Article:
to the employer at least 4 weeks before the end of the available parental leave
period. Like flexible work arrangements, the request can only be declined by an
employer on reasonable business grounds but the employee is not entitled to
extend the period of unpaid parental leave beyond 24 months after the date of birth
of the child.
court has acknowledged that the choice of an employee by an employer for redundancy
following the making of a complaint about bullying and harassment out of an ideological
dispute at a university and for the holding of political views could constitute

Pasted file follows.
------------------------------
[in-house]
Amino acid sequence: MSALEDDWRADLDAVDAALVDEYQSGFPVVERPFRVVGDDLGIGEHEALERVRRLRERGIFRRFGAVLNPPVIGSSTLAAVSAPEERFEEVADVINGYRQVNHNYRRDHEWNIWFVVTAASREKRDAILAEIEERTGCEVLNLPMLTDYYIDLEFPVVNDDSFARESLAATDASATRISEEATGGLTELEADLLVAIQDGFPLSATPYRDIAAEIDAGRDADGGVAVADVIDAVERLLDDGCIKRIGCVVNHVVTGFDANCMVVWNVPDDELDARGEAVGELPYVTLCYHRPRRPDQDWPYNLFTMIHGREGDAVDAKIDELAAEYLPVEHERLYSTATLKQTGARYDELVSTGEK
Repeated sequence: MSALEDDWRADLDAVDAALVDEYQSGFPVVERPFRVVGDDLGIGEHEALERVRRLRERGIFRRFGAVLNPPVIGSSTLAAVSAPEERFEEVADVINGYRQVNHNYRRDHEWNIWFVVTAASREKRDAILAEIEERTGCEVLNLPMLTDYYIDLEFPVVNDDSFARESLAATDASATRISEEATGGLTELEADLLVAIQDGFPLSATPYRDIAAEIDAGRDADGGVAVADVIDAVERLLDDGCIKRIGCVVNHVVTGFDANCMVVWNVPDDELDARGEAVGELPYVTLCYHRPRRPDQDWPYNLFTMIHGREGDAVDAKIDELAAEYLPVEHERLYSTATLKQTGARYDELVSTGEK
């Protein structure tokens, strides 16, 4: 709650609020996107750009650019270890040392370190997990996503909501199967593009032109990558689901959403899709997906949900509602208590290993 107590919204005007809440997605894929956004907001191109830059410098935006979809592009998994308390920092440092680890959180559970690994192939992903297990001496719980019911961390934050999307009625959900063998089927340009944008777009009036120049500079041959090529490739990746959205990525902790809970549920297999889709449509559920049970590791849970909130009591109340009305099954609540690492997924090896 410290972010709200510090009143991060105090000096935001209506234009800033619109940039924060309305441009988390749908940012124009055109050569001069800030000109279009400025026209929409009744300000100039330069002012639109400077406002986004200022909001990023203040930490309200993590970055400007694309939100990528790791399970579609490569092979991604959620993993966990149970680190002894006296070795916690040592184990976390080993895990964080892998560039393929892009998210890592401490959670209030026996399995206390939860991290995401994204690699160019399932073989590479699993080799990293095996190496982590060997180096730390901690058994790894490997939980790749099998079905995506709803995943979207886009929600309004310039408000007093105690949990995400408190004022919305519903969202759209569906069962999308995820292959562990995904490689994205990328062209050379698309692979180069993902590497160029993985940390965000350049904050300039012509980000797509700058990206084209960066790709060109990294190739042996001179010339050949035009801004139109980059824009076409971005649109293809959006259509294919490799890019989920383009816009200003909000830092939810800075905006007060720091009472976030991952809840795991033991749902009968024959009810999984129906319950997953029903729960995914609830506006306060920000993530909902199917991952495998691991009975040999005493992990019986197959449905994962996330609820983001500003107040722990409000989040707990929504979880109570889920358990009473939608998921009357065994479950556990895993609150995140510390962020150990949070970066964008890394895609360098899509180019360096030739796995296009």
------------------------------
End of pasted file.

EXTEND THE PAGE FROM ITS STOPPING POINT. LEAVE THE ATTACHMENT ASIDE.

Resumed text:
unlawful adverse action but in the particular circumstances the evidence did
not establish the allegations.
University if Sydney (2014) FCCA 613 delivered on 14 November 2014
A Federal court decision, admittedly decided
before Barclay's case, contains a particularly useful analysis of the difficulties
faced by an employer in the context of the reverse onus of proof in general
protections applications where the decision maker is not called to give
evidence. The case also demonstrates some of the principles to be applied in
determining whether reinstatement is an appropriate remedy; in this case it
was, in lieu of compensation, considered by the judge to be an adequate remedy in the circumstances, but the employer was fined too.
The Tasmanian Supreme Court has
upheld a 6 month stat wide restraint of trade and in doing so it has rejected a
claim by the former employee that the restraint was void for uncertainty and
Justice Blow held that it was